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Mary Wacera outkicks former champ Lineth Chepkurui in Bloomsday elite women’s race

Eventual winner Mary Wacera is shadowed by Lineth Chepkurui. (Jesse Tinsley)
Eventual winner Mary Wacera is shadowed by Lineth Chepkurui. (Jesse Tinsley)

As the two Kenyans approached the finish line Sunday, both had the same thought.

Both knew Mary Wacera had the stronger final kick.

Wacera, a 25-year-old making her Bloomsday debut, outkicked three-time champion Lineth Chepkurui down Monroe Street to win the women’s elite race in the 38th running of the event.

Wacera, the silver medalist at this year’s World Half Marathon Championships in Copenhagen, completed the 12-kilometer race in 39 minutes, 36 seconds for a 2-second gap on Chepkurui, who won Bloomsday every year from 2008-10. The relatively slow winning time ranks nowhere near the top 15 in Bloomsday history.

“I knew I had the kick,” said Wacera, a recent convert to road racing whose only other American race was a half marathon in New Orleans last year.

“I was fast to the finish. That’s where I beat her.”

Chepkurui, who set the course record (38:10) in 2010, was gracious in defeat.

“We came together very nicely and she outkicked me,” Chepkurui said.

“In the last mile I was feeling comfortable, but I know her.”

The runners fought wind and cool conditions, but the predicted rain held off for the race.

“The wind was very strong, so it was like pushing us backward,” Wacera said.

The elite runners bunched together in a pack of about 16 at 1 1/2 miles, but the group became 10 at 2 miles of the 7.46-mile race.

By the 3-mile marker, prerace favorite Wacera, Chepkurui and countrywoman Risper Gesabwa had broken free. They opened a big gap by the time they reached Spokane Falls Community College.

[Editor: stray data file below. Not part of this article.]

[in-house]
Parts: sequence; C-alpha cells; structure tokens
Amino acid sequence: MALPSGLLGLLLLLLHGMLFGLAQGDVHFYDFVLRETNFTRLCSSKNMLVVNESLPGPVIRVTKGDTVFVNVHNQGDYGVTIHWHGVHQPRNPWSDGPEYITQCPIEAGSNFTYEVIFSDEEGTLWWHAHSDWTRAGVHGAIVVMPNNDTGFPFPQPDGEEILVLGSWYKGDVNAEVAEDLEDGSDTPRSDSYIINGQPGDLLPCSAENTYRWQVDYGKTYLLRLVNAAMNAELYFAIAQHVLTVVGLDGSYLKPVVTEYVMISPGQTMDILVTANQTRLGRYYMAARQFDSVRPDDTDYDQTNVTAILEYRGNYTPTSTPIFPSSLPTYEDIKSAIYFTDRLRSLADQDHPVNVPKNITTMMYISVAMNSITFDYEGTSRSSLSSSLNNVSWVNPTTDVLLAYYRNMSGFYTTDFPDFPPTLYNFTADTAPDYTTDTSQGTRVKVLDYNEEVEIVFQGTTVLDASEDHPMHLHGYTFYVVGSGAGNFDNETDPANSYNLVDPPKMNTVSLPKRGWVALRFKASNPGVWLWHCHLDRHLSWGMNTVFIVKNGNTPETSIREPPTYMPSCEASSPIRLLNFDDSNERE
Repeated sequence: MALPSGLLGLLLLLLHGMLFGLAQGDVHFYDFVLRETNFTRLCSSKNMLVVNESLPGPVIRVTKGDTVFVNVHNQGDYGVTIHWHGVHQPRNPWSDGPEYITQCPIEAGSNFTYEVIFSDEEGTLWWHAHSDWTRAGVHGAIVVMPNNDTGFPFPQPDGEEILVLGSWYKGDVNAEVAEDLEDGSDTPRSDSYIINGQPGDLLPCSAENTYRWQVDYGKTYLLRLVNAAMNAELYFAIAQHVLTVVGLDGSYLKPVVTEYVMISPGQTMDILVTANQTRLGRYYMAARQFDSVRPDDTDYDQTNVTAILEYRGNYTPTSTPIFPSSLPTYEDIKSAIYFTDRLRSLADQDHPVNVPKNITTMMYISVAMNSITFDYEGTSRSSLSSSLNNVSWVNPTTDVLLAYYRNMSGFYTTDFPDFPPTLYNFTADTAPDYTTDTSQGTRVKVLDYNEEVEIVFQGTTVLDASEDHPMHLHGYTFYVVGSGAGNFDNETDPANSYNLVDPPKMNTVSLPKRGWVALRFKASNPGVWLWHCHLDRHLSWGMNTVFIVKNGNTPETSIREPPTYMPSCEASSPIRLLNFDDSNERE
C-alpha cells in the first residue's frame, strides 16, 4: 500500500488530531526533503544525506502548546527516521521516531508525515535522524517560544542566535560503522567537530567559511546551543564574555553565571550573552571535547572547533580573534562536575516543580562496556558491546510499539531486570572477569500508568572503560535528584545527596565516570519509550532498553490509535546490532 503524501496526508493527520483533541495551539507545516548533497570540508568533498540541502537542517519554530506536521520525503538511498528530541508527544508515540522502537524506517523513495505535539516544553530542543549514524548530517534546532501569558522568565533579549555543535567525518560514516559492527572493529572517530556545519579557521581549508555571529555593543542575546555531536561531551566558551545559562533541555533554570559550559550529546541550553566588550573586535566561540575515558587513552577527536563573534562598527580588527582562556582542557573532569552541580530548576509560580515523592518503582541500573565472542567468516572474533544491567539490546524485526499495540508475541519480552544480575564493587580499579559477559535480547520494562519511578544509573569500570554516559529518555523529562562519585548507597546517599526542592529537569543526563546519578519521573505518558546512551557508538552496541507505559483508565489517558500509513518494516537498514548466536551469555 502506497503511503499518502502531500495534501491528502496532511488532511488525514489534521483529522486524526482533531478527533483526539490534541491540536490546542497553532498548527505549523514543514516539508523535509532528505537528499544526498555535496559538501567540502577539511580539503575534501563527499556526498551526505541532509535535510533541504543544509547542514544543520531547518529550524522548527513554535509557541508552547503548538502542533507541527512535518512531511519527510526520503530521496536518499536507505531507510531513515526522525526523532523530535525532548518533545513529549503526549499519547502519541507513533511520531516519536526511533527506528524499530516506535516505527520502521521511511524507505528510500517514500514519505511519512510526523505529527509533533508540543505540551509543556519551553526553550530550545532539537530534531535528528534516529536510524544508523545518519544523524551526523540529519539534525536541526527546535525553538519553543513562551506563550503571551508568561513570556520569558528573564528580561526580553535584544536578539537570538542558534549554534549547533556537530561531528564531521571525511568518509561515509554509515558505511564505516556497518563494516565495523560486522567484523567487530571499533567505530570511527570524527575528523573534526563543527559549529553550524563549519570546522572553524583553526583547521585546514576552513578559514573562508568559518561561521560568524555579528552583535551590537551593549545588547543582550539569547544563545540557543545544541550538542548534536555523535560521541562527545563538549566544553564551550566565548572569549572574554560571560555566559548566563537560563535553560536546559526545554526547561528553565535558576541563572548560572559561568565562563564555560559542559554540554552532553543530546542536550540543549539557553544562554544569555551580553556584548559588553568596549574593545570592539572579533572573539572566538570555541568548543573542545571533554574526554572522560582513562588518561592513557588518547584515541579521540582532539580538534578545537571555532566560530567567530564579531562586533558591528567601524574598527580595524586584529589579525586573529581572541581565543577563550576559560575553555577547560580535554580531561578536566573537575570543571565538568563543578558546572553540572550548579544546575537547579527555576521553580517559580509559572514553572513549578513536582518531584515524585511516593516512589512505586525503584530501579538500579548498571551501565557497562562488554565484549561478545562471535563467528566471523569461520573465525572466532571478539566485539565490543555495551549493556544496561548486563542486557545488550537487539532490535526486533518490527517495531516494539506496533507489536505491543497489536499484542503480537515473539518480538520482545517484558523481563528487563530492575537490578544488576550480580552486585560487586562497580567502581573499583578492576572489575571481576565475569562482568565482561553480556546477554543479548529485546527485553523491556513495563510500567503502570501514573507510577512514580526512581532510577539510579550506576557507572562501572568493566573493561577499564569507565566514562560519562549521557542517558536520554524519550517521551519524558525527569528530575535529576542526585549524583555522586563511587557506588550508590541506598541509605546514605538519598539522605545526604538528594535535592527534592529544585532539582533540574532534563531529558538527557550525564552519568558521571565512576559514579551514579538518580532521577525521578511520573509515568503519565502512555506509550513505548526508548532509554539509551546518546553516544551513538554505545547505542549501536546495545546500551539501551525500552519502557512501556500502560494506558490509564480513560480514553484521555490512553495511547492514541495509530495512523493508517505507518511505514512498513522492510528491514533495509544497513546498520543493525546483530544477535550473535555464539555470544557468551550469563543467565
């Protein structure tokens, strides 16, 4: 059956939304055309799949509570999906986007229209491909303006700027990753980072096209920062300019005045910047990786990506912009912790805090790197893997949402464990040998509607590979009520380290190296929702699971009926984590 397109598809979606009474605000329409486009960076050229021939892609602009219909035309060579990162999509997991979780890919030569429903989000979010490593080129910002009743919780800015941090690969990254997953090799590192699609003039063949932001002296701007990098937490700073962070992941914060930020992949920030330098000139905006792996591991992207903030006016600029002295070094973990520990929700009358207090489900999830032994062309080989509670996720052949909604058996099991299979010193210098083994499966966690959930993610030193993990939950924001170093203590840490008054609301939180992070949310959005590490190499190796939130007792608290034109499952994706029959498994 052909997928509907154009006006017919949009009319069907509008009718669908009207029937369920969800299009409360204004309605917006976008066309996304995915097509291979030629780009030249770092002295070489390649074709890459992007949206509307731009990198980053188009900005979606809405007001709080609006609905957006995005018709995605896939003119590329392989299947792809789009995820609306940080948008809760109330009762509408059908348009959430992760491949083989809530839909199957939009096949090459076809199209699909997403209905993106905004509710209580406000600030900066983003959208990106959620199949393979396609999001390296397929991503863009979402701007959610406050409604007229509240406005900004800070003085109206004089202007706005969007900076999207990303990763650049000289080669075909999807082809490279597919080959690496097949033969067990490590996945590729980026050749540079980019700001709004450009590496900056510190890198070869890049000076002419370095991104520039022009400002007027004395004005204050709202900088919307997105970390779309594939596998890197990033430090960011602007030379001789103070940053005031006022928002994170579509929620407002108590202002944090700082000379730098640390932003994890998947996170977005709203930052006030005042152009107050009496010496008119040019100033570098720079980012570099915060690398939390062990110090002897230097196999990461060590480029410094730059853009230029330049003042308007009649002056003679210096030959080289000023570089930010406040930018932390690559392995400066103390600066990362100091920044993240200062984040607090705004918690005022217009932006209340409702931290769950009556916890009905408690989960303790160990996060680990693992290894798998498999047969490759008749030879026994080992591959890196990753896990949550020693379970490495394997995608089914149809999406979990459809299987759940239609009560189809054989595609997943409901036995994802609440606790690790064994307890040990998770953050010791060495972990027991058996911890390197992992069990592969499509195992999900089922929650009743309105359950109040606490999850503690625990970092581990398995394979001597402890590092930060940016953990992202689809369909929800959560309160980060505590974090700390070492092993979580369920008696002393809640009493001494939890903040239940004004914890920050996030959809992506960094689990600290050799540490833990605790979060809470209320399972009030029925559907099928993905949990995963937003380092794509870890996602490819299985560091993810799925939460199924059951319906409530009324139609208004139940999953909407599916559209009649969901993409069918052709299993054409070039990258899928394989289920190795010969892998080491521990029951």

The three were still together at Doomsday Hill, where Chepkurui made the decision to attack. Gesabwa dropped back and ultimately finished third in 39:53.

“Being there with the group, I was very comfortable going up the hill,” Chepkurui said.

Although Chepkurui took a slight lead, Wacera stayed close and pulled even once the course leveled off. Chepkurui said she battled a tight hamstring the rest of the way.

“I knew if I pushed very hard (on Doomsday) I might not do it at the finish, so I went with my pace and then I recovered when I (cleared) the hill,” Wacera said.

They were neck and neck at the 10K mark. The two ran together down Lindeke Street and Broadway Avenue, but Wacera had the kick in the final quarter-mile.

“It’s good to run together because we are helping each other,” Wacera said.

“My friend was very strong and we helped each other,” Chepkurui said. “On the flat she was strong and we had a good run.”

Wacera earned $7,000 while Chepkurui took home $4,500. Gesabwa won $3,000.

Agnes Cheserek (40:22) made it a 1-4 finish for Kenya. Rkia El Moukim of Morocco placed fifth in 40:41, 2 seconds ahead of Ethiopians Almaz Negede and Etalemahu Habtewold.

The top American was Mattie Suver of Colorado Springs, Colorado, who finished eighth in 40:59.

Ethiopia’s Gelete Burka, rated No. 6 headed in, was a late scratch. Five Americans were in the top 16, including Boise’s Meaghan Nelson, who was 16th in 42:46.

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